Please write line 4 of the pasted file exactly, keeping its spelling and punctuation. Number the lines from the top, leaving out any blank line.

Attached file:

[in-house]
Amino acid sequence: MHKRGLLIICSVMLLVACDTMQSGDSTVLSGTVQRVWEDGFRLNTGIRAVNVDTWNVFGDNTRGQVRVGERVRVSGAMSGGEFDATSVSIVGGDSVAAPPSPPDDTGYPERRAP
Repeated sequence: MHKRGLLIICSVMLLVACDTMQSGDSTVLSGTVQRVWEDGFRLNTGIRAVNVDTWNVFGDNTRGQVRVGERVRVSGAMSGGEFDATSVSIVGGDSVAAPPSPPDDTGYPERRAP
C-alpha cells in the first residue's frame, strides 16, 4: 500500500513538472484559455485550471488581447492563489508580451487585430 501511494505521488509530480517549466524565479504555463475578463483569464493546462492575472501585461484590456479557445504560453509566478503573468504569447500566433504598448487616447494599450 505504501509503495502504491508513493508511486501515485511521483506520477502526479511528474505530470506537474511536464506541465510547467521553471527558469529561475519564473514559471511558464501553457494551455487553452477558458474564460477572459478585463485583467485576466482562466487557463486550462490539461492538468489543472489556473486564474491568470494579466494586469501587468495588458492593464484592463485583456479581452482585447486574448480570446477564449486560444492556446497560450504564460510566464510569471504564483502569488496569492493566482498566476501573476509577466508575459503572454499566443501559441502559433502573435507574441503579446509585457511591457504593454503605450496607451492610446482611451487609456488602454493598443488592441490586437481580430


C-alpha cells in the first residue's frame, strides 16, 4: 500500500513538472484559455485550471488581447492563489508580451487585430 501511494505521488509530480517549466524565479504555463475578463483569464493546462492575472501585461484590456479557445504560453509566478503573468504569447500566433504598448487616447494599450 505504501509503495502504491508513493508511486501515485511521483506520477502526479511528474505530470506537474511536464506541465510547467521553471527558469529561475519564473514559471511558464501553457494551455487553452477558458474564460477572459478585463485583467485576466482562466487557463486550462490539461492538468489543472489556473486564474491568470494579466494586469501587468495588458492593464484592463485583456479581452482585447486574448480570446477564449486560444492556446497560450504564460510566464510569471504564483502569488496569492493566482498566476501573476509577466508575459503572454499566443501559441502559433502573435507574441503579446509585457511591457504593454503605450496607451492610446482611451487609456488602454493598443488592441490586437481580430